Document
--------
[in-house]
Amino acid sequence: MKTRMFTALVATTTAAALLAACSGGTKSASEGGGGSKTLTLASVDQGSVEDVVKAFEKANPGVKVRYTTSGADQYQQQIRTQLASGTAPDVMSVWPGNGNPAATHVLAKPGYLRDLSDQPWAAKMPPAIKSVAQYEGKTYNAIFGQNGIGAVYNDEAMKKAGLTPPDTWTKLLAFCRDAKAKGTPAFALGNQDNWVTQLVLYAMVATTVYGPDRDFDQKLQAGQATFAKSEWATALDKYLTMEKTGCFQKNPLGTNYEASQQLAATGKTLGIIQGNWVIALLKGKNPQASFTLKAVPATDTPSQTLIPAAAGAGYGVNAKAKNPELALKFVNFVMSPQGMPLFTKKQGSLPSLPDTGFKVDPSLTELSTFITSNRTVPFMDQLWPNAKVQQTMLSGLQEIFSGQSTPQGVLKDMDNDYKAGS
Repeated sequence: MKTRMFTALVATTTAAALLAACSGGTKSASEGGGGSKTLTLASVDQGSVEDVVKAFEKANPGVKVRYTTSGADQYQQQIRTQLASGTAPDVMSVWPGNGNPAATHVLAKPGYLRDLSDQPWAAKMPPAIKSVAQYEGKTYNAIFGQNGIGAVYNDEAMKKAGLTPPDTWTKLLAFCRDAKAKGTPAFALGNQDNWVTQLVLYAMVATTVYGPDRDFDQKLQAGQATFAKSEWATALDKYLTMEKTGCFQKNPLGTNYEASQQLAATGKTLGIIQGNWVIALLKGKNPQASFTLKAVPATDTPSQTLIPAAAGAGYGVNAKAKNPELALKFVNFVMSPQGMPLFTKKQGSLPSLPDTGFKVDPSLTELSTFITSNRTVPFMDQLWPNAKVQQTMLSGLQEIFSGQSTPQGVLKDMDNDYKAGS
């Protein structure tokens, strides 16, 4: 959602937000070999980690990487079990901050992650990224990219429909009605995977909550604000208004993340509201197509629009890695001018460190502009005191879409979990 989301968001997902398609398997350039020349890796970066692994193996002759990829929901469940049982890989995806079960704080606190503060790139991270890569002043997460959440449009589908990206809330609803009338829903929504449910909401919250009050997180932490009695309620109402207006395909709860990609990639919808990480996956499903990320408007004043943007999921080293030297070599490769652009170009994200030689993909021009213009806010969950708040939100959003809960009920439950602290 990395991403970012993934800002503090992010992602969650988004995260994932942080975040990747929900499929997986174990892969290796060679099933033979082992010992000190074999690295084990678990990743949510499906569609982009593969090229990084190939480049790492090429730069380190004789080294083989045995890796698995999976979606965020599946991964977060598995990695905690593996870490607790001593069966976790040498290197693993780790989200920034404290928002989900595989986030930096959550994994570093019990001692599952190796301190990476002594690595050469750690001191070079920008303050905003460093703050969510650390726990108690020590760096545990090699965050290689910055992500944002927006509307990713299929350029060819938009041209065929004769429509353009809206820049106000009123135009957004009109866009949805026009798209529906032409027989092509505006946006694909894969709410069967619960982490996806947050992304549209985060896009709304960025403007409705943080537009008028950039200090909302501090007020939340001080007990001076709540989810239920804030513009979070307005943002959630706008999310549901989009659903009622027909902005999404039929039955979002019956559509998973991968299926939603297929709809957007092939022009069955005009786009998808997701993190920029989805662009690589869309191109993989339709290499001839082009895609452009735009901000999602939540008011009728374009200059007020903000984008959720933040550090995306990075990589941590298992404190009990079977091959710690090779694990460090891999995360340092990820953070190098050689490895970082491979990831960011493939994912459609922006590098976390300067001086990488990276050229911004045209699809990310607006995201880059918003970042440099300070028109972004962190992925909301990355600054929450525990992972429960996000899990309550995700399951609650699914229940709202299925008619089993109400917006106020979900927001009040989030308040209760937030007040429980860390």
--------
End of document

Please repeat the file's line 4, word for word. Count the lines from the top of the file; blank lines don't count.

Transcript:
């Protein structure tokens, strides 16, 4: 959602937000070999980690990487079990901050992650990224990219429909009605995977909550604000208004993340509201197509629009890695001018460190502009005191879409979990 989301968001997902398609398997350039020349890796970066692994193996002759990829929901469940049982890989995806079960704080606190503060790139991270890569002043997460959440449009589908990206809330609803009338829903929504449910909401919250009050997180932490009695309620109402207006395909709860990609990639919808990480996956499903990320408007004043943007999921080293030297070599490769652009170009994200030689993909021009213009806010969950708040939100959003809960009920439950602290 990395991403970012993934800002503090992010992602969650988004995260994932942080975040990747929900499929997986174990892969290796060679099933033979082992010992000190074999690295084990678990990743949510499906569609982009593969090229990084190939480049790492090429730069380190004789080294083989045995890796698995999976979606965020599946991964977060598995990695905690593996870490607790001593069966976790040498290197693993780790989200920034404290928002989900595989986030930096959550994994570093019990001692599952190796301190990476002594690595050469750690001191070079920008303050905003460093703050969510650390726990108690020590760096545990090699965050290689910055992500944002927006509307990713299929350029060819938009041209065929004769429509353009809206820049106000009123135009957004009109866009949805026009798209529906032409027989092509505006946006694909894969709410069967619960982490996806947050992304549209985060896009709304960025403007409705943080537009008028950039200090909302501090007020939340001080007990001076709540989810239920804030513009979070307005943002959630706008999310549901989009659903009622027909902005999404039929039955979002019956559509998973991968299926939603297929709809957007092939022009069955005009786009998808997701993190920029989805662009690589869309191109993989339709290499001839082009895609452009735009901000999602939540008011009728374009200059007020903000984008959720933040550090995306990075990589941590298992404190009990079977091959710690090779694990460090891999995360340092990820953070190098050689490895970082491979990831960011493939994912459609922006590098976390300067001086990488990276050229911004045209699809990310607006995201880059918003970042440099300070028109972004962190992925909301990355600054929450525990992972429960996000899990309550995700399951609650699914229940709202299925008619089993109400917006106020979900927001009040989030308040209760937030007040429980860390």